Video Game Streaming Rights and a Potential Future Legal Battle

The legal battle over video game streaming rights may have an impact on the world of eSports and streaming websites. Twitch and YouTube, two websites that allow streaming, may be impacted by potential legal backlash from video game developers.

Streaming video game content is slated to be a $3.5 billion industry by 2020, with eSports expected to be a $1.5 billion industry.

Professional gamers are making hundreds of thousands of dollars per year from their favorite pastime, with eSport teams and championships competing to win hundreds of thousands of dollars in prizes (or more, depending on the game).

Billions of dollars are poured into the video game industry, and the industry is going to face a harsh legal battle in the future. The legal landscape for streaming  is still murky. Developers own the rights to the images and videos of their games thanks to strict copyright laws.

Attorneys can send takedown notices for video game streams and even imagery if they don’t want the public to view the stream or image.

Fair use is the strongest argument to defend against copyright claims, yet the damage is often done with a takedown notice. Developers have been accommodating to most streamers, allowing gamers to stream their games due to the publicity offered from higher viewership and brand recognition.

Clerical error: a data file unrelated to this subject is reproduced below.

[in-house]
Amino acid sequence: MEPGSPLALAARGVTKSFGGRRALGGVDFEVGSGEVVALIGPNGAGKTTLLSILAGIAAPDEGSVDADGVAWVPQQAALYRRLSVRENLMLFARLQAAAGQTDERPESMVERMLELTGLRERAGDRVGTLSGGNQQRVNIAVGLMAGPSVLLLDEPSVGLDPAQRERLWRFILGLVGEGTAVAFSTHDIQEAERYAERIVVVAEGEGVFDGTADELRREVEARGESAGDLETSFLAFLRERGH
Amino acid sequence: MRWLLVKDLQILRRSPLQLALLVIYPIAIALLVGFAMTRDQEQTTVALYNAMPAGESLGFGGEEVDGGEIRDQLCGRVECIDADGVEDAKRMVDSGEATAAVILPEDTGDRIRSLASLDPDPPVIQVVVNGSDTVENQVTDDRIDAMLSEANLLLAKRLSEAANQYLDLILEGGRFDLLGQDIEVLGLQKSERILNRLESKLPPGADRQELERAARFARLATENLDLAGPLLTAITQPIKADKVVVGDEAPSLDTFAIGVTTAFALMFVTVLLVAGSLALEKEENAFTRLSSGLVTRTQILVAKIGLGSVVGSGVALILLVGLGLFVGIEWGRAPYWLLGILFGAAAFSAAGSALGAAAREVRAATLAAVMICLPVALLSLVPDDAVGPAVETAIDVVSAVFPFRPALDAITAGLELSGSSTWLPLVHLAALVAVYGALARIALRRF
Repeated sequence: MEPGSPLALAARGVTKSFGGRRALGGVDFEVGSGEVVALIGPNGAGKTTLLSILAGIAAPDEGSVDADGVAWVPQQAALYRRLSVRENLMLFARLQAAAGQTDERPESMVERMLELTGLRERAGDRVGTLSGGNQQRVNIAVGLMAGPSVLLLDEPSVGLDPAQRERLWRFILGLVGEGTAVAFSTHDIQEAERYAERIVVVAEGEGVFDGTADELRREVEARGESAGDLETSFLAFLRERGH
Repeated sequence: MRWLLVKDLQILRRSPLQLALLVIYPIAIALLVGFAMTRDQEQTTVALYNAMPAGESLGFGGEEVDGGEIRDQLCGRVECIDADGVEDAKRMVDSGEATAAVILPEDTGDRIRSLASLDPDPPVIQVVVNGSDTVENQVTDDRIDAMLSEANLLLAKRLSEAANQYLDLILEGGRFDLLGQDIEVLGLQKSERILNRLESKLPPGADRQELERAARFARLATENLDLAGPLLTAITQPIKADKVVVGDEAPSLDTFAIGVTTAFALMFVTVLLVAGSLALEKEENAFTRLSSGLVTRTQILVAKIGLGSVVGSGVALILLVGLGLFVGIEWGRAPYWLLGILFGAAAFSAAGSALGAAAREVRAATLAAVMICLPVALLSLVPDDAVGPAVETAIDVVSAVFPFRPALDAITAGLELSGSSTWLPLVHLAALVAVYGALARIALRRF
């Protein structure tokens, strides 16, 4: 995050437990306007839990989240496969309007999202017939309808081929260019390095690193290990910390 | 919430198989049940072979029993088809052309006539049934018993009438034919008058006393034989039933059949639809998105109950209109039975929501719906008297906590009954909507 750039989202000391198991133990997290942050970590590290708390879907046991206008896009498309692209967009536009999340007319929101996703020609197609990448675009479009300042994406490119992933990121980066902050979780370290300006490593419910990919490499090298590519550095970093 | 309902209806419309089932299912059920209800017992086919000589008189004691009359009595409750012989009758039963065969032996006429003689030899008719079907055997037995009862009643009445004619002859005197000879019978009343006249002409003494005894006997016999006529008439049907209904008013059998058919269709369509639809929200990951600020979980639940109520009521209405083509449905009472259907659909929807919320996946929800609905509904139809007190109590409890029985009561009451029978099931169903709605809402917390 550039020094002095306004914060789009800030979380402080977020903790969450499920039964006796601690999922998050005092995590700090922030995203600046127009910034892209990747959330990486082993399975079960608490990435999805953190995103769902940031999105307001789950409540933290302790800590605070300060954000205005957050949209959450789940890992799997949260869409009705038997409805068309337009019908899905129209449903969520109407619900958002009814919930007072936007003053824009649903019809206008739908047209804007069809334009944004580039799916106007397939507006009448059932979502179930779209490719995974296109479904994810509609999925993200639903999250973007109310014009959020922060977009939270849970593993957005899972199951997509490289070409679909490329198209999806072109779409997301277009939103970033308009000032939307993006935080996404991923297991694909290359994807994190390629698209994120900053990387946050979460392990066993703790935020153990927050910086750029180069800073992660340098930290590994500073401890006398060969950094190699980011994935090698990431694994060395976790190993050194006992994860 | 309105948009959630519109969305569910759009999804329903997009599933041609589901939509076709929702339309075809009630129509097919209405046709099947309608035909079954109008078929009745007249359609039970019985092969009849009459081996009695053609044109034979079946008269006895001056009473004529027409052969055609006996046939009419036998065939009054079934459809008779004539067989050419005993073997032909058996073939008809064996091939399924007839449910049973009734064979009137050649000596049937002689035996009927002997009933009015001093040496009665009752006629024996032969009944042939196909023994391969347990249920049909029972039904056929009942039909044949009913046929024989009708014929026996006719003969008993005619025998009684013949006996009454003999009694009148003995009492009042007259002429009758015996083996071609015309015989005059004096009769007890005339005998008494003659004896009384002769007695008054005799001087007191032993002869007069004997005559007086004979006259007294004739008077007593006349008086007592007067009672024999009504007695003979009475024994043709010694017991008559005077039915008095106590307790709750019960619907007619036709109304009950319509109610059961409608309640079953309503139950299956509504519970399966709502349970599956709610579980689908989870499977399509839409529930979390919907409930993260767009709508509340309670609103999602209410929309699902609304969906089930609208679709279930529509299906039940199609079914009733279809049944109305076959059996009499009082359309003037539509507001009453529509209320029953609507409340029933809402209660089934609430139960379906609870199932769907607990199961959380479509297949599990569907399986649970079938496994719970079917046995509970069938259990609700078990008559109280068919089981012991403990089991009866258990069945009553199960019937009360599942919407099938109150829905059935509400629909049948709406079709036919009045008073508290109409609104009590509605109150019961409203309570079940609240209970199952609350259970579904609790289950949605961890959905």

The threat still exists: Developers can take a claim to court.

The growing industry may force developers to demand a cut of the proceeds for their games that are streamed or part of eSports. Developers, especially companies that offer their games in eSports, have made an attempt to offer a legal basis for players to stream their content.

Valve offers a relaxed video policy, stating, “We encourage our users to make videos using Valve game content, such as playthrough or instruction videos or SFM movies. We are fine with publishing these videos to your website or YouTube or similar video sharing services.”

The company, owner of DOTA 2, one of the top eSport titles, allows users to monetize their videos via partner programs, but usage must no be commercial in nature.

Techdirt reports that Altus, a developer that was under fire for strict streaming rules, is a threat to streamers. The developer changed their tone after community backlash, stating, “It was never our intention to threaten people with copyright strikes, but we clearly chose the wrong tone for how to communicate this.”

The company still forbids streamers from posting content from the final act in the game.

Sega’s stance on streaming for their newest game Puyo Puyo Tetris clearly states that players can only upload videos that are on their “personal, non-profit blog, homepage and Twitter.” The catch is that streamers can upload videos to streaming sites, but not for commercial use, cutting out potential revenue sharing for the streamer.